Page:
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How hobbies can improve your happiness and productivity at work

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Goldman Sachs CEO David Solomon spends evenings with the turntables. Adena Friedman, CEO of Nasdaq, swears by Tae Kwon Do and told the BBC it serves as a great reminder that success is in her control.

Though time is a more precious resource than ever, many of today’s successful business leaders are onto something—the importance of setting aside time for hobbies. For my part, as CEO of JotForm, I spend a few weeks every year olive picking on my family’s farm in Turkey. Afterward, I’m relaxed and refreshed, and I even have a few new ideas, ripe for exploring.

It’s not easy to carve out time for the activities that we enjoy. There is a misconception that to succeed in the startup world, we need to be working nonstop. Phrases like “Good things come to those who hustle” dominate the conversation. At the same time, the prevalence of burnout in the workplace is at an all-time high, which makes having a hobby outside of work all the more beneficial. Studies show that spending time on leisure activities not only releases dopamine—that feel-good organic chemical in our brains—it may actually lead to a range of benefits that help with launching or running a competitive business.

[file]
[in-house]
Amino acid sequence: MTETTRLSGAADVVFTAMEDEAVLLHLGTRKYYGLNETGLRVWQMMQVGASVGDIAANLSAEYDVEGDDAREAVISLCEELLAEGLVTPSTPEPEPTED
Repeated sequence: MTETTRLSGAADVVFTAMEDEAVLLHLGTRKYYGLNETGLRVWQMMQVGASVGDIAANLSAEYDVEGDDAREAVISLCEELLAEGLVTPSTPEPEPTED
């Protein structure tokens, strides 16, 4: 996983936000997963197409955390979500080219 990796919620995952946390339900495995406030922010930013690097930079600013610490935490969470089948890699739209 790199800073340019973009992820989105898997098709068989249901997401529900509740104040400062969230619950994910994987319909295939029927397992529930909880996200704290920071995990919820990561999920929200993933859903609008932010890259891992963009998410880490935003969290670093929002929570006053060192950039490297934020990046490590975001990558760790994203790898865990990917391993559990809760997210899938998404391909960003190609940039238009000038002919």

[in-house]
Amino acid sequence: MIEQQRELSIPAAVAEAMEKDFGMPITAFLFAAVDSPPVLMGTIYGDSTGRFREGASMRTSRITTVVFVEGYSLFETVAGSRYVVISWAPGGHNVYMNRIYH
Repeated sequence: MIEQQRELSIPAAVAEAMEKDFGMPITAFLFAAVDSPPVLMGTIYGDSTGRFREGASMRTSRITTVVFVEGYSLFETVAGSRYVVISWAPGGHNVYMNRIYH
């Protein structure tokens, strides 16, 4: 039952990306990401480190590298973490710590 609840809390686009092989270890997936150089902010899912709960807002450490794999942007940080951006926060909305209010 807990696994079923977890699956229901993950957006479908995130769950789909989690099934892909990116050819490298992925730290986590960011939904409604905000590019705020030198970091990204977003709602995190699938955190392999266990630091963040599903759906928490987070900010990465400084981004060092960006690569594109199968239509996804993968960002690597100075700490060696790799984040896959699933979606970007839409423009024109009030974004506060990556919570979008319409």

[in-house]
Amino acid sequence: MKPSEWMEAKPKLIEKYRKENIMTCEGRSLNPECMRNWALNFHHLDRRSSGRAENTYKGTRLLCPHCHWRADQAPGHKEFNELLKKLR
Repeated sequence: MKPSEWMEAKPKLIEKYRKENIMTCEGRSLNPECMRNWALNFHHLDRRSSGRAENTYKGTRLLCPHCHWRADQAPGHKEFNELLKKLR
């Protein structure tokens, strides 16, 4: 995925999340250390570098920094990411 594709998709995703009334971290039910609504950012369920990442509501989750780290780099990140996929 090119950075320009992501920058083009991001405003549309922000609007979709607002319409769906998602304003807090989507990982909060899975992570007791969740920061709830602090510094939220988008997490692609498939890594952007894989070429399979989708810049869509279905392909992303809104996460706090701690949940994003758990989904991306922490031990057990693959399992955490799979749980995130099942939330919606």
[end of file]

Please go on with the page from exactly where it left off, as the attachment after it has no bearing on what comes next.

But first, how did hobbies become so underrated to begin with?

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